The second key driver for the AGRR industry is the economy and by most reports that’s not working to our advantage either. A number of United States economic metrics as reported by CNNMoney shows that:

  1. consumer confidence is at a five month low
  2. home prices are at the lowest level since 2002
  3. the annual Gross Domestic Product in the first quarter of 2012 is down versus the fourth quarter of 2011
  4. in May the U.S. manufacturing growth has slowed, the May jobs report shows that hiring has slowed and unemployment rose for the month
  5. after taking out the lowering cost of gasoline, retail sales grew by 0.1% overall in May and
  6. inflation was down .3% in May, but after taking out the impact of gasoline and food inflation was up .2% for the month trending at an annual rate of 2.3% year-on-year.

None of these economic metrics provide very much good news for how the rest of 2012 will fare.

Additionally, as reported by Bloomberg.com the Federal Reserve Chairman Ben S. Bernanke announced last Wednesday that if the job outlook didn’t improve in the near term that the Federal Reserve would move to further stimulate the U.S. economy and then last Thursday the U.S. Labor department announced that unemployment claims were trending up over the past four weeks versus falling during last fall and winter. The nonpartisan Congressional Budget Office reports that the United States could slide back into a recession based on economic performance. The Federal Reserve Bank of Philadelphia announced last Thursday that “manufacturing conditions, the diffusion index of current activity, fell from a reading of -5.8% in May to -16.6% (in June), its second consecutive negative reading”. None of these reports point to an overabundance of positivity looking forward for the U.S. economy.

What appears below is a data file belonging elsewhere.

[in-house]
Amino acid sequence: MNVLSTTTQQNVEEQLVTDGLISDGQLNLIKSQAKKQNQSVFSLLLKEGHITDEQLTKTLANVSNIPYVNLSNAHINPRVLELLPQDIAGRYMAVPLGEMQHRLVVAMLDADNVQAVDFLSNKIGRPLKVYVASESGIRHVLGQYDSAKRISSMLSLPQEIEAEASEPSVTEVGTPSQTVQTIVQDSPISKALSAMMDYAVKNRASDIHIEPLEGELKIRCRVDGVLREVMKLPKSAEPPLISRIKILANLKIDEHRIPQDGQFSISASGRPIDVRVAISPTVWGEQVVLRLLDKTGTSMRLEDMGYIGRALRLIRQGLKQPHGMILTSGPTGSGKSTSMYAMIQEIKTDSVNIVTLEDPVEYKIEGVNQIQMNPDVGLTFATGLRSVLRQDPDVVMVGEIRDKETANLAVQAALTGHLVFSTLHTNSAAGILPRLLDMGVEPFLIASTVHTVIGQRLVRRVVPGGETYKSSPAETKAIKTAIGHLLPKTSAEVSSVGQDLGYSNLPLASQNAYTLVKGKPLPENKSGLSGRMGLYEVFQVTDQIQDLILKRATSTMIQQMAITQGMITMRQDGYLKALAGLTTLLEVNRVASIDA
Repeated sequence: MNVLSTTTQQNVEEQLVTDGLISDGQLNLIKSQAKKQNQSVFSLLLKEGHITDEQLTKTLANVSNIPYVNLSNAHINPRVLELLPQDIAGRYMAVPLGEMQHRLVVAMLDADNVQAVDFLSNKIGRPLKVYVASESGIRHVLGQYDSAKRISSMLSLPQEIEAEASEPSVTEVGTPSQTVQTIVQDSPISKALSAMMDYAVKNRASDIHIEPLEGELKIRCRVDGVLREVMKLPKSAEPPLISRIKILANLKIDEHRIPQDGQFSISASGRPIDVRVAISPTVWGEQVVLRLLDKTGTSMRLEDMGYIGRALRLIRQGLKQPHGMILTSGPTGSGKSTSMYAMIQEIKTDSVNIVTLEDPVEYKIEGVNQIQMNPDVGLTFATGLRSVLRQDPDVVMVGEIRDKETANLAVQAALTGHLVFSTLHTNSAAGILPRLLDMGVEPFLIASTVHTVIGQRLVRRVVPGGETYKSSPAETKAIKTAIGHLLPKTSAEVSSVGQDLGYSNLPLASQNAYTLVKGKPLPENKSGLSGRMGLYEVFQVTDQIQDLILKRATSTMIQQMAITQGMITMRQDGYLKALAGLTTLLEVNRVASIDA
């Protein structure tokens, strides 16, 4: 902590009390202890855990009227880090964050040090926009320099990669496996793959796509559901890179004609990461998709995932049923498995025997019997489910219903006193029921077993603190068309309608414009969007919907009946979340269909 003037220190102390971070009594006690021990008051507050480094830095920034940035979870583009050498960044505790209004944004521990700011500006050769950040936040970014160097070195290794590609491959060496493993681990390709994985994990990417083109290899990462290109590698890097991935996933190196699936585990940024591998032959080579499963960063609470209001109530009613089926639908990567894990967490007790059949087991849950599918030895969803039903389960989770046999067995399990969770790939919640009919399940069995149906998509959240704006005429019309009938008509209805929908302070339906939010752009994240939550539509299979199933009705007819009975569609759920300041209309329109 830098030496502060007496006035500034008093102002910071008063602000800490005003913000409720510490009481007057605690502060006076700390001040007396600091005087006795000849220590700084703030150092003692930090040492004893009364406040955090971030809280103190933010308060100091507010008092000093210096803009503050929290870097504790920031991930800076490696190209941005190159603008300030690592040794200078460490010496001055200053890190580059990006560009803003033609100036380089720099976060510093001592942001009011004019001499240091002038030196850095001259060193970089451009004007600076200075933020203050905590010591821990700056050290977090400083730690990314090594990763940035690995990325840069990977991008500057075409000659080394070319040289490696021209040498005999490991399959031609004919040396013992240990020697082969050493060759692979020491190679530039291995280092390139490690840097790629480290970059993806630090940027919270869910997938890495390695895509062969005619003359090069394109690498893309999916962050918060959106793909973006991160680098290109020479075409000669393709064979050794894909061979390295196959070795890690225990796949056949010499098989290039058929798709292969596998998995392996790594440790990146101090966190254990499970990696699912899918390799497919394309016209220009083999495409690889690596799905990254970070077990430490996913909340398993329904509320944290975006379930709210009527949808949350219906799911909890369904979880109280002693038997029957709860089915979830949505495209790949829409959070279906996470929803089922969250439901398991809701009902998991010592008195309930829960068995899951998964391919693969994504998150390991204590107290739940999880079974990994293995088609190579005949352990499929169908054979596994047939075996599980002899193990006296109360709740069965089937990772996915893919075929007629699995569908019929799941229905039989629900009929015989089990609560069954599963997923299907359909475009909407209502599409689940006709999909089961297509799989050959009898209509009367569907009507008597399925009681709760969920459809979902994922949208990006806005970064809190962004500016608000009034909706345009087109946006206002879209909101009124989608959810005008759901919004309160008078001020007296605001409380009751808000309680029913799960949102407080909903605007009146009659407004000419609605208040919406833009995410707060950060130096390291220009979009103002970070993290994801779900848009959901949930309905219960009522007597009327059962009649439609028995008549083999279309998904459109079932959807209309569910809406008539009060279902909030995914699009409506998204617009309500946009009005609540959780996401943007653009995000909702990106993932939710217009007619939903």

The U.S. isn’t alone in the world as the difficulties that we face on the economic front pale to the issues faced in Europe and if they don’t resolve their problems they could ultimately affect our economy. The European powerhouse Germany reported that manufacturing output was at its lowest level in three years, certainly not a good sign for the rest of Europe and anyone in the AGRR industry that compete in the European markets (i.e. Belron). And to add to the economic woes of the world, in June China hit a seven month low in manufacturing activity as reported by HSBC Group.

One key driver – miles driven – has been showing improvement. Earlier this year the price of gasoline was predicted to hit $ 5 per gallon with the rising price of oil, but with oil prices continuing to drop due to the poor world economy the national average price of a gallon of regular gasoline on June 18, 2012 was $ 3.533 as reported by the U.S. Energy Information Administration (AAA Daily Fuel Gauge Reports shows the national average price of a gallon of regular gasoline at $ 3.411), consumers have been given welcome relieve. There was more good news for continued increases in miles driven as reported in an article titled ‘Gas prices could hit $ 3 a gallon by autumn’ that was published last Friday in USAToday. In a blog post in mid-March I included the picture below left of a sign at a service station at the corner of LaSalle and Ontario in downtown Chicago, Illinois. The picture below right was taken yesterday at the same station and as you can see the price is well above the nation average.